Nevada – This team was – not to put too fine a point on it – awful in the non-conference. They didn’t share they ball, they couldn’t rebound, they couldn’t defend. Less patient athletic directors may have begun their next coaching searches before Christmas. Now, while we’ve still no reason to suspect that the Wolf Pack are actually going to challenge for the conference title, much less an NCAA Tournament bid, these guys have turned into a real team. You actually want to find a way to watch them just to see what’s going on. They’ve got an NBA talent in Deonte Burton; they’ve got newcomer A.J. West providing some toughness up front; and they’ve got a handful of talented ancillary parts. And with sophomore Marqueze Coleman now back from injury, they’re starting to get back to whole. And – get this – they’re actually allowing less than a point per possession in four conference games. Maybe you can believe in this team, at least for a little while.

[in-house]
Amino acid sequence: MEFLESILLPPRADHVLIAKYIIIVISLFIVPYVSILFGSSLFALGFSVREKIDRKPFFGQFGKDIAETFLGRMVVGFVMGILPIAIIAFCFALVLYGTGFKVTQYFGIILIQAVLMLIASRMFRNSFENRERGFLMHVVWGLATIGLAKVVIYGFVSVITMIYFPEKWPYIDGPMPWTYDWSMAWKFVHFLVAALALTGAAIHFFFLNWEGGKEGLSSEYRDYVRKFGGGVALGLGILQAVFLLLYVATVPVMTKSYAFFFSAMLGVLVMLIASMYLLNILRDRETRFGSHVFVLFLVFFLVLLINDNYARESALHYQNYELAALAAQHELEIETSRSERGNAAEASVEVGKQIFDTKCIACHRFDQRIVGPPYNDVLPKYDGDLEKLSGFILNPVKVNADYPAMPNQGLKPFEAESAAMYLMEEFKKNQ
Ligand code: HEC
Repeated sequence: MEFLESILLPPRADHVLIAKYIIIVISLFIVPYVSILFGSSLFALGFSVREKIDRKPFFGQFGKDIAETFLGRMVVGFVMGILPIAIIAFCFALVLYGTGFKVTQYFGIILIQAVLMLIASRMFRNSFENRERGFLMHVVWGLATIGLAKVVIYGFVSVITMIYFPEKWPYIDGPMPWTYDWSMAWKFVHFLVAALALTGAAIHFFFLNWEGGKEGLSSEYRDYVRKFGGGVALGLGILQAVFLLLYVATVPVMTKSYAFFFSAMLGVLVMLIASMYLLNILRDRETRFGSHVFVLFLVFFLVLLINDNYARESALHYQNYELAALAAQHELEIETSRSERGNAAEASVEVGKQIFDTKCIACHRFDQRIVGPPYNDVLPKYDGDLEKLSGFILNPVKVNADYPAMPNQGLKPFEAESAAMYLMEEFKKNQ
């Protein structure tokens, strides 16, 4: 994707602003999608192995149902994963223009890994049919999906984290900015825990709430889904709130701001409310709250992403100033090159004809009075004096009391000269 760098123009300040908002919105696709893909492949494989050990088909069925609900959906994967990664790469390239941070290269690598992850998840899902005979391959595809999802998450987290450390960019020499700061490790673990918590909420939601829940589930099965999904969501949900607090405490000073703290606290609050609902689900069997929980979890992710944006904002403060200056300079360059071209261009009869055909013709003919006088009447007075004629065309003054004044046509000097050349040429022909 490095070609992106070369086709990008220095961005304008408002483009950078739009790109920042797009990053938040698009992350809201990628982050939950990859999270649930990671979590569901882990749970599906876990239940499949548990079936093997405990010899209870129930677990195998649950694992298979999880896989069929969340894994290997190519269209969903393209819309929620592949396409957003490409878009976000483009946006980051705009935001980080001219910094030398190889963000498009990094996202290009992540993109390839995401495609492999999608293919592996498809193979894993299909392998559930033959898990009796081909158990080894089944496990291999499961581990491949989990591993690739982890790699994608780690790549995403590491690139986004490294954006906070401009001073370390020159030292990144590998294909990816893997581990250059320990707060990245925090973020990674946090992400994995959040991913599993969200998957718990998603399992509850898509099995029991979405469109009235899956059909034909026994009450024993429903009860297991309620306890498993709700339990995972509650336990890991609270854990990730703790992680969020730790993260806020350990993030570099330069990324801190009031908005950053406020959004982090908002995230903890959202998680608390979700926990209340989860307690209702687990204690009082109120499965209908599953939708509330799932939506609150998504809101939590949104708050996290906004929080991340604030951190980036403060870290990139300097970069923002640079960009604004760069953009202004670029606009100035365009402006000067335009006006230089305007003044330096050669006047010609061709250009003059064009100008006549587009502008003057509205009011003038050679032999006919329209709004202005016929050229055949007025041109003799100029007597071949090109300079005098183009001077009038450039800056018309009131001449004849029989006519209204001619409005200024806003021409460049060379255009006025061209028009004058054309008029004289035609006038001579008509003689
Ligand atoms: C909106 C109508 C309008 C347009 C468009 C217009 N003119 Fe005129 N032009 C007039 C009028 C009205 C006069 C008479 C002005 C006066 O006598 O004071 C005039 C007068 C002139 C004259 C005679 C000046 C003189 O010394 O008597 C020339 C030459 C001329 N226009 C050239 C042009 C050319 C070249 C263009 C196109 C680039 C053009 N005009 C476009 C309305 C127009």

Read the rest of this entry »

Share this story

A College Basketball Resolution For 2014: Get To Know Nevada’s Deonte Burton

Posted by Bennet Hayes on January 9th, 2014

There’s a chance, Mr. or Mrs. Diehard college hoops fan, that you don’t know who Deonte Burton is. No, we aren’t talking about the Marquette swingman (although that might also be a conversation worth having, after he authored this late entry for the dunk of 2013). The Deonte Burton you need to know had produced a trio of productive individual campaigns before this 2013-14 season, but here in his final go-around, both the volume and efficiency of that production has exploded. Finding a national spotlight can be difficult when you are starring on a mediocre team in a self-proclaimed “little city” (even if it may be the “biggest little city in the world”), but it’s time for folks outside of Reno to start taking note of Nevada’s explosive senior. And if the surprising Wolfpack’s newfound winning ways somehow manage to keep up? There will be no choice but to appreciate the player at the center of the surge.